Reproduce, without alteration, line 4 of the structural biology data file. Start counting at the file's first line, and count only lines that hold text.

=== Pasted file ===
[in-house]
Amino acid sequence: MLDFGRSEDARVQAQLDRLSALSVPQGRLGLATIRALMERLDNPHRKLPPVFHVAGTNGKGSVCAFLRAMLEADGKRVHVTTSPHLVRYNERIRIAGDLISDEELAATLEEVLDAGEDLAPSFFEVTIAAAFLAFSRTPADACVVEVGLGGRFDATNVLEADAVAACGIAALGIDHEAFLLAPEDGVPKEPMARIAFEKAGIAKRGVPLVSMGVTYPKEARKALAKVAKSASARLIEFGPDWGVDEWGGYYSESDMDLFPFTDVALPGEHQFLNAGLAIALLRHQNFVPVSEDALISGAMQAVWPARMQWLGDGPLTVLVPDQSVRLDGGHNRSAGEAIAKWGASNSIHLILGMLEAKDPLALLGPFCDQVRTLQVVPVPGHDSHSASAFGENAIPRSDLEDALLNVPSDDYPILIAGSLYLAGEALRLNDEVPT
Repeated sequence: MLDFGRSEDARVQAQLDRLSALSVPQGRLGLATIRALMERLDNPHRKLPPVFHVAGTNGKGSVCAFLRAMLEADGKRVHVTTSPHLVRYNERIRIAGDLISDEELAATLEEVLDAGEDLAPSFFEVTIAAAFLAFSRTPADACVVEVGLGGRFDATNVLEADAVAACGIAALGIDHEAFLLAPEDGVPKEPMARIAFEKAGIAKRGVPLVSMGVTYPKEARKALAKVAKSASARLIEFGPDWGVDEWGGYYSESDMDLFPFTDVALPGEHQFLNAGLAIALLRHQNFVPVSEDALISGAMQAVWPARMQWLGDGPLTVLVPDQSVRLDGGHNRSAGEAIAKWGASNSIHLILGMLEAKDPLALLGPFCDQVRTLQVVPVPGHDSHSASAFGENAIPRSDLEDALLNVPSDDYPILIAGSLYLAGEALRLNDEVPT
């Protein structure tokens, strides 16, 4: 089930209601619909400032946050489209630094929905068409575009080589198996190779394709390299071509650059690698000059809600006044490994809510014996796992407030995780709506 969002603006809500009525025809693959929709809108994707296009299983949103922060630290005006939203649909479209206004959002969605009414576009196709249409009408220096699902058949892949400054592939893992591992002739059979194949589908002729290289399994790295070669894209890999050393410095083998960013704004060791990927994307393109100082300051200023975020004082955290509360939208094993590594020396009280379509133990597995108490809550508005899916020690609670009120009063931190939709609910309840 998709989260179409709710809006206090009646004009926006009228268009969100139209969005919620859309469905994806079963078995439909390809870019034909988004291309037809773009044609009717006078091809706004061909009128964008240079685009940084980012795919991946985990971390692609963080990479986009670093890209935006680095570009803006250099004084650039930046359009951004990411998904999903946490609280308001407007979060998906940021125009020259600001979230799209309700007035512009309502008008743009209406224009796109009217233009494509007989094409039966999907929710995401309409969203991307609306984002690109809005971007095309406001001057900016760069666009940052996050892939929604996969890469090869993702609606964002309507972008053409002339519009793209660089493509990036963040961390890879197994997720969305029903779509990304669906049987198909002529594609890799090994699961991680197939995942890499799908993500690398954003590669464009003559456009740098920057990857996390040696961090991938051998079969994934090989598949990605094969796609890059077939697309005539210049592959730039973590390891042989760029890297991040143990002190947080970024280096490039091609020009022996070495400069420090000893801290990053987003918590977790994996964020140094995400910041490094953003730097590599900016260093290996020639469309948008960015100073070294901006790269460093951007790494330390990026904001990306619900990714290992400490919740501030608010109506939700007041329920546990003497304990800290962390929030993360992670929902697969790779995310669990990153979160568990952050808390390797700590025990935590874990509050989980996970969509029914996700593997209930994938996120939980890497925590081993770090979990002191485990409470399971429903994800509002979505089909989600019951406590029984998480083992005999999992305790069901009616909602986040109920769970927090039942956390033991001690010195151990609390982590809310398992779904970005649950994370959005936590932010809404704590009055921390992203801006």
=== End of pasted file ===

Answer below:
């Protein structure tokens, strides 16, 4: 089930209601619909400032946050489209630094929905068409575009080589198996190779394709390299071509650059690698000059809600006044490994809510014996796992407030995780709506 969002603006809500009525025809693959929709809108994707296009299983949103922060630290005006939203649909479209206004959002969605009414576009196709249409009408220096699902058949892949400054592939893992591992002739059979194949589908002729290289399994790295070669894209890999050393410095083998960013704004060791990927994307393109100082300051200023975020004082955290509360939208094993590594020396009280379509133990597995108490809550508005899916020690609670009120009063931190939709609910309840 998709989260179409709710809006206090009646004009926006009228268009969100139209969005919620859309469905994806079963078995439909390809870019034909988004291309037809773009044609009717006078091809706004061909009128964008240079685009940084980012795919991946985990971390692609963080990479986009670093890209935006680095570009803006250099004084650039930046359009951004990411998904999903946490609280308001407007979060998906940021125009020259600001979230799209309700007035512009309502008008743009209406224009796109009217233009494509007989094409039966999907929710995401309409969203991307609306984002690109809005971007095309406001001057900016760069666009940052996050892939929604996969890469090869993702609606964002309507972008053409002339519009793209660089493509990036963040961390890879197994997720969305029903779509990304669906049987198909002529594609890799090994699961991680197939995942890499799908993500690398954003590669464009003559456009740098920057990857996390040696961090991938051998079969994934090989598949990605094969796609890059077939697309005539210049592959730039973590390891042989760029890297991040143990002190947080970024280096490039091609020009022996070495400069420090000893801290990053987003918590977790994996964020140094995400910041490094953003730097590599900016260093290996020639469309948008960015100073070294901006790269460093951007790494330390990026904001990306619900990714290992400490919740501030608010109506939700007041329920546990003497304990800290962390929030993360992670929902697969790779995310669990990153979160568990952050808390390797700590025990935590874990509050989980996970969509029914996700593997209930994938996120939980890497925590081993770090979990002191485990409470399971429903994800509002979505089909989600019951406590029984998480083992005999999992305790069901009616909602986040109920769970927090039942956390033991001690010195151990609390982590809310398992779904970005649950994370959005936590932010809404704590009055921390992203801006």